Laws of Proportions

Key Questions

• There are two laws regarding law of proportions .

• LAW OF CONSTANT OR DEFINITE PROPORTIONS
• By French chemist Joseph Proust
• ' A chemical compound always contains exactly the same proportion of elements by mass .'
• Proust worked with 2 samples of same compound Cupric carbonate ( one was it's natural form & the other one was synthetic . )
• It was observed that the percentage composition of each atom was same in both the sources .
• Thus irrespective of the source , a chemical compound always contains the elements in a fixed ratio by mass .
• Examples : Pure water obtained from any source always contains hydrogen & oxygen combined in a ratio of 1:8 by mass .

• LAW OF MULTIPLE PROPORTIONS

• By Dalton
- 'When 2 elements combine with each other to form 2 or more than 2 compounds , the masses of one of the elements which combine with the fixed mass of the other , bear a simple whole number ratio ."
• Example - C & O combine with each other to form 2 types of compounds : carbon monoxide & carbon dioxide .
• In CO : 12 parts by mass of C reacts with 16 parts by mass of O
• In CO2 : 12 parts by mass of C reacts with with 32 parts by mass of O2 .
• Ratio of masses of O2 which combine with fixed mass of C bears a simple whole no. ratio i.e 16:32 = 1 :2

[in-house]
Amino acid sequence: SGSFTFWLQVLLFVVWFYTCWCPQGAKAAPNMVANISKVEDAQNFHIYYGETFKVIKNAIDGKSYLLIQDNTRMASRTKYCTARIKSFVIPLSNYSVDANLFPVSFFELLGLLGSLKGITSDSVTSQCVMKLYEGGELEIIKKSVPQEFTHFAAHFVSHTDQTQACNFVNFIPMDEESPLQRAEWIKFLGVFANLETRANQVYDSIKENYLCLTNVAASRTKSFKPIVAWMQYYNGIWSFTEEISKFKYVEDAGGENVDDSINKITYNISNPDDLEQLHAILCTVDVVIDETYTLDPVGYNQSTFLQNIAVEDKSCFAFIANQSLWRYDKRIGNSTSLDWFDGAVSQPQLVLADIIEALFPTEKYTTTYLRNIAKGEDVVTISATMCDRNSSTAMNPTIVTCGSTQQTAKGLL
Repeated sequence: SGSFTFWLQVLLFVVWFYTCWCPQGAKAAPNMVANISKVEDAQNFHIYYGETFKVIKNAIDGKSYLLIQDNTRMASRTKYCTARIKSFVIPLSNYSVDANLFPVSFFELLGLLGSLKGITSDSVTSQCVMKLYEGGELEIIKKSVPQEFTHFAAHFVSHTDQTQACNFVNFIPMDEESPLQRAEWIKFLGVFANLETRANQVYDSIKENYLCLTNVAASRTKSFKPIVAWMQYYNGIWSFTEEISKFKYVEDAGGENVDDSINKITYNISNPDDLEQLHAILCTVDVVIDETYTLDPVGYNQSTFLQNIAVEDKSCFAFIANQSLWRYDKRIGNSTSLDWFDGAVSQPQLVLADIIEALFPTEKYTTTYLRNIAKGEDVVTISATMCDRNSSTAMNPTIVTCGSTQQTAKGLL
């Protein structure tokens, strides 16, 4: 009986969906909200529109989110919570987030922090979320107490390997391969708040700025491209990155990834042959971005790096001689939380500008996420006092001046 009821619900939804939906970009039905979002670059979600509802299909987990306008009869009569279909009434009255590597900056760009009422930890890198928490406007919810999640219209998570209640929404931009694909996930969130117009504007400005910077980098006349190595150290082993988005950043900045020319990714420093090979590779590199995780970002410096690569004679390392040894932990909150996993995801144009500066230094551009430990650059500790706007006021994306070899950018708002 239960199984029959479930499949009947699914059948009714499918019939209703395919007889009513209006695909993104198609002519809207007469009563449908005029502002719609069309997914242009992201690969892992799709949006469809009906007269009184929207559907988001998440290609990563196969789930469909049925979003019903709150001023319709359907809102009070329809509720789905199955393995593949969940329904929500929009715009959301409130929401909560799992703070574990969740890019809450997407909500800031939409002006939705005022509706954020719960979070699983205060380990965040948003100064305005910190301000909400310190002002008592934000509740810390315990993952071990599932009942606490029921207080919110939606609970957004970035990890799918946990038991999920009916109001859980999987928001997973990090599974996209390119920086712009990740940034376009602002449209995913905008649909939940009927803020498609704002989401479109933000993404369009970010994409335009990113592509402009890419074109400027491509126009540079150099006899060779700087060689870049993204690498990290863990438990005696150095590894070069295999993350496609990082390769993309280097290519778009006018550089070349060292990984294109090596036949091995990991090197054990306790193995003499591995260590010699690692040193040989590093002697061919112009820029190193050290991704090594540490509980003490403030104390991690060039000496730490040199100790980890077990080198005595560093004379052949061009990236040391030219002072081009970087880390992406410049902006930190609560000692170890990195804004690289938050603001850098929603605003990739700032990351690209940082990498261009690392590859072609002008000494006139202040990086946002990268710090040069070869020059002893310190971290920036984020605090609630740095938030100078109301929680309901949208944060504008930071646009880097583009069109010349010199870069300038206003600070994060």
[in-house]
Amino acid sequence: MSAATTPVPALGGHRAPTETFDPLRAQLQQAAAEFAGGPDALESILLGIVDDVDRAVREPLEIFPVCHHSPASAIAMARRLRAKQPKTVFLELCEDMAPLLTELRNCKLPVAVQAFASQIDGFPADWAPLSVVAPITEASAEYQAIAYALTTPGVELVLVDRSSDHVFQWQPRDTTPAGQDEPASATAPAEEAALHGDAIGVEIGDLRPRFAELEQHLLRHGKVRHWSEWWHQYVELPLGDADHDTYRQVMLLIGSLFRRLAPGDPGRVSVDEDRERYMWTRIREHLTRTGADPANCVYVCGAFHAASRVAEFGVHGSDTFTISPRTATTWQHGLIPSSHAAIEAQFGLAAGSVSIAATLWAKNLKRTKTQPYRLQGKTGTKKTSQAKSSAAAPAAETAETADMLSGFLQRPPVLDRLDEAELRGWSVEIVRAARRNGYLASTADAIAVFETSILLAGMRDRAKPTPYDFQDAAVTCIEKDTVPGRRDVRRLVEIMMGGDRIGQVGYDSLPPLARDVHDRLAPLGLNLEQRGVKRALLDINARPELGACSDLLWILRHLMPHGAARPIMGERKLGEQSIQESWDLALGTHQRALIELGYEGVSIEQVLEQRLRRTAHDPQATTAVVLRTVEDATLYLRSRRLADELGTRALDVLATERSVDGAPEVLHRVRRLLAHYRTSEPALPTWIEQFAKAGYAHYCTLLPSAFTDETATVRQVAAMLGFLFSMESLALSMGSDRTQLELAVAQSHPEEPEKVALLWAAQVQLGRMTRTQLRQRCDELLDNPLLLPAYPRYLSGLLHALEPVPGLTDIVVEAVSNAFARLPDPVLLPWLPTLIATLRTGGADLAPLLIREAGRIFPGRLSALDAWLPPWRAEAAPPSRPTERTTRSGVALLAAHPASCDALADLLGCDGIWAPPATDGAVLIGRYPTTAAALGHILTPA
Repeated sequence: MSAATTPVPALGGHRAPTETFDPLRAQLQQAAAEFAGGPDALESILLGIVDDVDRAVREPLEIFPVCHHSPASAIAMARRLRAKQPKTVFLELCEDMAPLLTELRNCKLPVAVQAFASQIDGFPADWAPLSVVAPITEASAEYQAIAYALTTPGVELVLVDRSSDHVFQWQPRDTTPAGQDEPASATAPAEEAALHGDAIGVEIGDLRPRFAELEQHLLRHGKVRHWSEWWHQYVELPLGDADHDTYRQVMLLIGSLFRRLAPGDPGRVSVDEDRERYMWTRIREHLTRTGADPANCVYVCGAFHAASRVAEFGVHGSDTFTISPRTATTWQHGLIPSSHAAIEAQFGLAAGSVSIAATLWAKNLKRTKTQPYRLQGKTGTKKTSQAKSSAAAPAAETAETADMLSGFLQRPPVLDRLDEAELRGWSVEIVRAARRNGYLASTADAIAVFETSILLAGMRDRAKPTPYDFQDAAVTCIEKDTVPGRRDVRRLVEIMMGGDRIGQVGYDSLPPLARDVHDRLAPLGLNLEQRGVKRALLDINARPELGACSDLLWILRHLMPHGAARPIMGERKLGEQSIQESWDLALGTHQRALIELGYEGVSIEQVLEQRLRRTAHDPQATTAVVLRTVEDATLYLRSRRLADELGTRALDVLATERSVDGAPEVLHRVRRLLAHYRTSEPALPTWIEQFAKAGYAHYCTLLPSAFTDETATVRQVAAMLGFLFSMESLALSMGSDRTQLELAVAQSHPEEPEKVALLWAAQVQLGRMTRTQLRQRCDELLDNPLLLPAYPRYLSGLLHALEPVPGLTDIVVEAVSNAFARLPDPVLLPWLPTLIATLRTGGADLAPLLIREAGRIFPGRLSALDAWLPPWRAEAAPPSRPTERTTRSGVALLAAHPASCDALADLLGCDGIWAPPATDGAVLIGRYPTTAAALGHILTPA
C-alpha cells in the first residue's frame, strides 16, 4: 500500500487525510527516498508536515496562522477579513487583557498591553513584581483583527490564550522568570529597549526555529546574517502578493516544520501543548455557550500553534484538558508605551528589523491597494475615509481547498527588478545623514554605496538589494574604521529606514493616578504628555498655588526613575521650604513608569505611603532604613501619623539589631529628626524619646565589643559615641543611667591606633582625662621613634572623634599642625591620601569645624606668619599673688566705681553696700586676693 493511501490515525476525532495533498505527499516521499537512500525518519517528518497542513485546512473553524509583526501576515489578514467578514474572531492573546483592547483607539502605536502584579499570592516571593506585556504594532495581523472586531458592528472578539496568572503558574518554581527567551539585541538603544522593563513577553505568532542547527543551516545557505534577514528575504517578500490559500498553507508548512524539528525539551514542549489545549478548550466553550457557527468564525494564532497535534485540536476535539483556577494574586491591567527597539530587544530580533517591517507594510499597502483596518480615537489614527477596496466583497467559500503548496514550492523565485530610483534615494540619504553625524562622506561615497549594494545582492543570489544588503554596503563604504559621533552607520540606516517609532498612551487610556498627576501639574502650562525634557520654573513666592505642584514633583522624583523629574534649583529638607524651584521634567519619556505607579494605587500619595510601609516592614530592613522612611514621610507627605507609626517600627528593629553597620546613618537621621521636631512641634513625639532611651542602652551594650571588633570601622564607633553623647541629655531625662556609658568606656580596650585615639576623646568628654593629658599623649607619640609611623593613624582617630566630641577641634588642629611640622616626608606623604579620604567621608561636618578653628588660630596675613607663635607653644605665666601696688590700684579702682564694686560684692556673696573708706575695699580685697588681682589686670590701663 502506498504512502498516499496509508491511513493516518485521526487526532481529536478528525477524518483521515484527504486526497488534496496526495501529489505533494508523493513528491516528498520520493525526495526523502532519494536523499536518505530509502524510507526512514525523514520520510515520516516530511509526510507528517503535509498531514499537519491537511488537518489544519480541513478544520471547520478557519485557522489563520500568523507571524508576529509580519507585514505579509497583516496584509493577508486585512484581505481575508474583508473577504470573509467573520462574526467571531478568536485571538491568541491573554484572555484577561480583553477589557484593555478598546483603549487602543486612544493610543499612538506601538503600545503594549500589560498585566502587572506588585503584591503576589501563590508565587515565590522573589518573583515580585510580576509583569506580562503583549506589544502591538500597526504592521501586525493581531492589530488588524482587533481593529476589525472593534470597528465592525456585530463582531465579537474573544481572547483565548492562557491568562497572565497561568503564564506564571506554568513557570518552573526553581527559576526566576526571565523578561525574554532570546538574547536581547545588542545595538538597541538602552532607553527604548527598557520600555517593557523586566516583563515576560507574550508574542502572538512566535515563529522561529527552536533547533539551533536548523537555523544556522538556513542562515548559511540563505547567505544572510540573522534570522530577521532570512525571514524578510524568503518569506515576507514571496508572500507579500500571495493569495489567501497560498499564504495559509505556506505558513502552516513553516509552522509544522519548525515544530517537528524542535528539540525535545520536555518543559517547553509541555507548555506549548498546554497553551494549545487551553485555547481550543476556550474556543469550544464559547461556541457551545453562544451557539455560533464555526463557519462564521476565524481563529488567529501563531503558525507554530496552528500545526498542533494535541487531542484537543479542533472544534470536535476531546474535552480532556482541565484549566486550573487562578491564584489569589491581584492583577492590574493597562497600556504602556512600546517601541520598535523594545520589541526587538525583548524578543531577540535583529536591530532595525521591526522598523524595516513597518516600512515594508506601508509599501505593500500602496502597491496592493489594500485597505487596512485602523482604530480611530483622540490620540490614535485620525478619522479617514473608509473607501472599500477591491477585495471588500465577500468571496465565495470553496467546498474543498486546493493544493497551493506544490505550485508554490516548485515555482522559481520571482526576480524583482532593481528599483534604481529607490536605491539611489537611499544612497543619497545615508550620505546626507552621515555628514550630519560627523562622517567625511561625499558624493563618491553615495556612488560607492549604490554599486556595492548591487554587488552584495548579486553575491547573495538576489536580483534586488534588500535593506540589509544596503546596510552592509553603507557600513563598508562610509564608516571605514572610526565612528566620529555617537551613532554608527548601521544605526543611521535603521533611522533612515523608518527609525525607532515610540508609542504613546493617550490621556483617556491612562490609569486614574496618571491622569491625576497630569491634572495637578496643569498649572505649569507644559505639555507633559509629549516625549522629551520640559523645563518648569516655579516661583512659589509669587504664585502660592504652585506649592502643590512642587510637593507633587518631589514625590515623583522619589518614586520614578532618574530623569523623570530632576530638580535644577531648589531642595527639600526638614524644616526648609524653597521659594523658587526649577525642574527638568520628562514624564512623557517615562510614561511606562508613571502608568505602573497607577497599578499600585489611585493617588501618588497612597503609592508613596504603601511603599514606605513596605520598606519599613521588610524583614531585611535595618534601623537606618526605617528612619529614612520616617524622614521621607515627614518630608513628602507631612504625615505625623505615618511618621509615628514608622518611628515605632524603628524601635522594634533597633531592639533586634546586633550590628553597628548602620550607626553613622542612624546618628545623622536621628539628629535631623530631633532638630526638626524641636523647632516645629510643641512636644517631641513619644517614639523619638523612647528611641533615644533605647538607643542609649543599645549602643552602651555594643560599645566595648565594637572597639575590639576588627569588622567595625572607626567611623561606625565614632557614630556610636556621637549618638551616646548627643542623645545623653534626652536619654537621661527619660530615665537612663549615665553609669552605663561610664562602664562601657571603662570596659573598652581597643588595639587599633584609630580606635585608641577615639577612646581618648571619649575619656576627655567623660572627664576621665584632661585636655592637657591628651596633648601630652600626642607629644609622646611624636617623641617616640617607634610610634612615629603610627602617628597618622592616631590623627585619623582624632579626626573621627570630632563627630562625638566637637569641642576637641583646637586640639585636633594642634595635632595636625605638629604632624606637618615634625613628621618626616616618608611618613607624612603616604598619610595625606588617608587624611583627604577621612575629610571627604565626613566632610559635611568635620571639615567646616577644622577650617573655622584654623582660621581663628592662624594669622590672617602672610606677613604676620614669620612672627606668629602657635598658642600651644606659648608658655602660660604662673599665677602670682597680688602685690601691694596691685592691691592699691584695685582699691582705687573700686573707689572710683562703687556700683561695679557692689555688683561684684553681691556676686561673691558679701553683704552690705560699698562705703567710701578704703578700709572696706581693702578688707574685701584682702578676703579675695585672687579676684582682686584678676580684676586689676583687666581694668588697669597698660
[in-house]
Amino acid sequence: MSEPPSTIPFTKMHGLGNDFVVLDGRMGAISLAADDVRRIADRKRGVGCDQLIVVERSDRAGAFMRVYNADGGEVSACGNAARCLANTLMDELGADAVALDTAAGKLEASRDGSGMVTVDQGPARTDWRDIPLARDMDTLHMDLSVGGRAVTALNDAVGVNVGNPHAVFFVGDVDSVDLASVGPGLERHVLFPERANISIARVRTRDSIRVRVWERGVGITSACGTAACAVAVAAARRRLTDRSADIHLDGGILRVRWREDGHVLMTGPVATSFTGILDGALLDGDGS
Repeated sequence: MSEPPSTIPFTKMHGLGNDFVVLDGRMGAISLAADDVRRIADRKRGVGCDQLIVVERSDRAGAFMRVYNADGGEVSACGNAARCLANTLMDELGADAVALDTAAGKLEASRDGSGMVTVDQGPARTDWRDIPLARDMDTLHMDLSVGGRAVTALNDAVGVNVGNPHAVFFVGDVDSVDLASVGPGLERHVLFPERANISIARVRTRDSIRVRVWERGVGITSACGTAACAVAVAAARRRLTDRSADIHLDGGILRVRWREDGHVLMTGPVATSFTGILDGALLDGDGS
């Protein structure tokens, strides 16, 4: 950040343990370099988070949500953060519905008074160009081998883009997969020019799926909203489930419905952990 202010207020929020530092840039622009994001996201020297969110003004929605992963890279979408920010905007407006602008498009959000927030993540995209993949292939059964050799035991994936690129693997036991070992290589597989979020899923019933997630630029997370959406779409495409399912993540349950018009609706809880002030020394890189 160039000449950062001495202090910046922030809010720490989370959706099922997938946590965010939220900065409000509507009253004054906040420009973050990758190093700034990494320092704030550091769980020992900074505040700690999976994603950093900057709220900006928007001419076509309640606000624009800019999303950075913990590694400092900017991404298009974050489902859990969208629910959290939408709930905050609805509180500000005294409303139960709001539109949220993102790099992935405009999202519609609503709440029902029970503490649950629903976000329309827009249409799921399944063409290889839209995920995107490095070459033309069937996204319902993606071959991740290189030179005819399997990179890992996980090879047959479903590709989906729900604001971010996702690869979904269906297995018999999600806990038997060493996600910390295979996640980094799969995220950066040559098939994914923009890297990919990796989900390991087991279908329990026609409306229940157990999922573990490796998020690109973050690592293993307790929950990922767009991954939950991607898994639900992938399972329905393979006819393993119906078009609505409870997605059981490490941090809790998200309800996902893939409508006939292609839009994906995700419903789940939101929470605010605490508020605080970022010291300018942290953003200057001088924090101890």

Difference between these 2 laws is that the first one is applicable for same compound extracted from different resources while the 2nd law is applicable when the reacting species combine to form 2 or more than 2 compounds .

Because it defines that all water molecules are ${H}_{2} O$, for example.

Explanation:

The law of definite proportions dictates that a name is always associated with a specific ratio of elements found in a chemical compound. If the ratio of elements is different from that specific ratio then it is not the same compound and therefor has a different name.

• The law of definite proportions states that a compound always contains exactly the same proportion of elements by mass.

This means that the composition of a compound does not depend on its source or its method of preparation.

In water, for example, the mass of oxygen must always have the same ratio to the mass of hydrogen (mass ratio is $\text{O:H = 7.94:1}$).

To tell if compounds containing the same elements are the same or different, we can determine the ratios of their masses.

EXAMPLE

Compound 1 contains 15.0 g of hydrogen and 120.0 g oxygen. Compound 2 contains 2.00 g of hydrogen and 32.0g oxygen. Are the compounds the same or different?

Solution

Compound 1: "Mass ratio of O:H" = (120.0 color(red)(cancel(color(black)("g"))))/(15.0 color(red)(cancel(color(black)("g")))) = 8.00

Compound 2: "Mass ratio of O:H" = (32.0 color(red)(cancel(color(black)("g"))))/(2.00 color(red)(cancel(color(black)("g")))) = 16.0

The mass ratios are not the same. The compounds are different.

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